walkitout (walkitout) wrote,

Your Grocery List Does Not Have To Be On Paper

Once I had the addresses out of my inbox, it was a lot smaller. And there were way fewer little pieces of scrap paper floating around. I still had a spiral notebook sitting on the counter, however, with the current grocery list. I am terrible at going through the kitchen and figuring out what I need, and I hate shopping for a particular meal. So whenever something gets used up, I put it on the list.

Alas, I often left the list at home when I went to the grocery store. Also, R. was really bad about adding to the list.

One day, I used the Notes feature on my new iPhone. That was fantastic! Until I realized sometime later that my little notes (which I think I intended to blog about) were not saved! Gah! So I signed up for Evernote, because everyone had been talking about that forever. Cool! I can use the same account on my iPad and my iPhone and my laptop! Fantastic! I'd fill out the list on my computer, close the laptop, grab my phone and go to the store. Where I discovered to my chagrin that all that stuff I entered on the computer was not on the iPhone! What! What!

Okay. So I figured out to make sure it synced before closing the laptop. And then some more subtle stuff started happening, and I quit using Evernote. I noticed I was right back to paper spiral notebooks that I forgot at home -- and those fucking pieces of paper I was trying to eliminate from my life. Lame! Why am I not using Evernote? Use Evernote! And that's when I paid enough attention to watch data literally disappear after I had entered it because it would resync with an older version. Boy did that piss me off. I googled around to try to figure out if there was any way to fix this and I got so angry I nuked my account and went back to Notes, which by this time was iCloud enabled.

And Notes now did everything the way I wanted it to. Sure, I still have to be super careful about editing a Note while not connected. But I never get screwed with data loss -- I just sometimes wind up with a duplicate note that I then laboriously figure out is safe to get rid of.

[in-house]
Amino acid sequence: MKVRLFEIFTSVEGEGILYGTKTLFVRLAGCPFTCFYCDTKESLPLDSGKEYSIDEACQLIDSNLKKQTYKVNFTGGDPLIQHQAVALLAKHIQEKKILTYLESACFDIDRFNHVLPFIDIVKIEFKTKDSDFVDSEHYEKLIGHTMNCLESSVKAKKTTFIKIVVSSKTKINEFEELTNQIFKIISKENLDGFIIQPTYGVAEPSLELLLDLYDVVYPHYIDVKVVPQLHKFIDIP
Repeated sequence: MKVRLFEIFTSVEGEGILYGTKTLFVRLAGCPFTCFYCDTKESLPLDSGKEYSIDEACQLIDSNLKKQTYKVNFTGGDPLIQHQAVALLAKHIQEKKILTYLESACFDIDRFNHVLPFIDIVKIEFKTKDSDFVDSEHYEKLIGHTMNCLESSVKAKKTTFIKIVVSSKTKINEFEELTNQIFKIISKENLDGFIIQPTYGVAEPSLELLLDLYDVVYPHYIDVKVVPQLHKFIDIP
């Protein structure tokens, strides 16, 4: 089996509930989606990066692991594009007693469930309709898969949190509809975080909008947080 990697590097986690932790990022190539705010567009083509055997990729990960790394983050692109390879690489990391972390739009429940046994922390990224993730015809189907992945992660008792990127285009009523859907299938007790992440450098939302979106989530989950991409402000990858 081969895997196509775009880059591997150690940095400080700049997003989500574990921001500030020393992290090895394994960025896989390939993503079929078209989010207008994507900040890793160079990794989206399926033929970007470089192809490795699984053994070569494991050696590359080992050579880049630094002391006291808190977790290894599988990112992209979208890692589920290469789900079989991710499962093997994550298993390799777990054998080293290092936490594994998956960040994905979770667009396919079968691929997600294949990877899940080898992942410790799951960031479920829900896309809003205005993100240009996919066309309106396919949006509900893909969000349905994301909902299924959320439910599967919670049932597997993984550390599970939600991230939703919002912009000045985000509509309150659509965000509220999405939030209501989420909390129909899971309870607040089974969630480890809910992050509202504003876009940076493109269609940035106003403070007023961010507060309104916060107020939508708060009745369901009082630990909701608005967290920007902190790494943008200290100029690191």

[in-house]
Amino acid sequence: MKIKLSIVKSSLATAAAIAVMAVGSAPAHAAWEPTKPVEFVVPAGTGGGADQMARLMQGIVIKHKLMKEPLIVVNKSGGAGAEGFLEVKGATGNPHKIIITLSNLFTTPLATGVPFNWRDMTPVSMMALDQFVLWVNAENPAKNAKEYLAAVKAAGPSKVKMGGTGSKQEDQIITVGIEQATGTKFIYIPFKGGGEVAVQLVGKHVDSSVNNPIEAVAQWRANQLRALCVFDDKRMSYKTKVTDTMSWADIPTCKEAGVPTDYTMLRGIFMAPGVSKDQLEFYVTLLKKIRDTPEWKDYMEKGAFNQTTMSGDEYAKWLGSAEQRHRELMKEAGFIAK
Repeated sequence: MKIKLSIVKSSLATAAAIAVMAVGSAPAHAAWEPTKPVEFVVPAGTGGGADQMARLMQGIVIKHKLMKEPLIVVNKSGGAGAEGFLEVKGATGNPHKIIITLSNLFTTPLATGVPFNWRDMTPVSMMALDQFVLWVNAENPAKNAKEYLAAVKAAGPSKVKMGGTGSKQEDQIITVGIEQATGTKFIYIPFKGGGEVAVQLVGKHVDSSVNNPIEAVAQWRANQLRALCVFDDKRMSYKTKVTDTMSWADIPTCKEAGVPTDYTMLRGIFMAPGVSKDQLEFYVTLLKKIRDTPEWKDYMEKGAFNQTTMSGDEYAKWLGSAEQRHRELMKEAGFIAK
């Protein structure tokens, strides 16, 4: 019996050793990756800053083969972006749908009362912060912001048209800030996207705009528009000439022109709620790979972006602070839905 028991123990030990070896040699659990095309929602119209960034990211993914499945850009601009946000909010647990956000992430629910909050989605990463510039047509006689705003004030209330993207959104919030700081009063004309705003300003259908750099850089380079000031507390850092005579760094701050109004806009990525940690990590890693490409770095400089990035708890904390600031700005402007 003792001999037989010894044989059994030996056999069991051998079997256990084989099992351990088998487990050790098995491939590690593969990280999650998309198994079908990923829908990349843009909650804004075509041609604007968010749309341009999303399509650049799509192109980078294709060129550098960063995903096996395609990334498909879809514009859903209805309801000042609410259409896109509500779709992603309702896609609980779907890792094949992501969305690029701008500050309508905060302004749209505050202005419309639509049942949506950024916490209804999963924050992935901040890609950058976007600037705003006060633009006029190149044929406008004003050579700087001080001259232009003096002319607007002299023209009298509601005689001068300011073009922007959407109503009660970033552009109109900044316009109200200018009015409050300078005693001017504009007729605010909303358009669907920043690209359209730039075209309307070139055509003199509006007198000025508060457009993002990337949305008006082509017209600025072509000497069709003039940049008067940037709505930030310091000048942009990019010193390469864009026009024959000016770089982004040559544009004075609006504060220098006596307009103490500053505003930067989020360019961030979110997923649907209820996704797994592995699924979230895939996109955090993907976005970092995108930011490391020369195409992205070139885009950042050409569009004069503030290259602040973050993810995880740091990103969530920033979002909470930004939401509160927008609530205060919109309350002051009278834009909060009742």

I have a "To Do" list, which is the "Next Actions" list in GTD (Getting Things Done) cult jargon, including my grocery list. At the bottom of the list is my "Someday/Later" in GTD speak. At the top of the To Do list, every night I will move things that are going to happen in the next day or so, to remind myself to do them and to surface any preparatory actions that need to be taken that are not on the list. Progressively moving down the list will be things I might not get to for days or weeks, and I will review these occasionally whenever I have time to work on stuff and also in the evening to figure what needs to move up to the top. I am not disciplined about "At Work" vs "At Home" vs WTF, because I don't find that level of organization very useful for me. If you go somewhere for hours at a time, most days, you probably will want to keep that stuff separated. Included on the To Do list are w/fs: Waiting For. When I place an order online, I'll add "w/f that thing I ordered from Zappos". When I get stuff, I'll go remove those items from the list. If I see something on the list that makes me go, hey, that should have gotten here by now, I know to go do some tracking.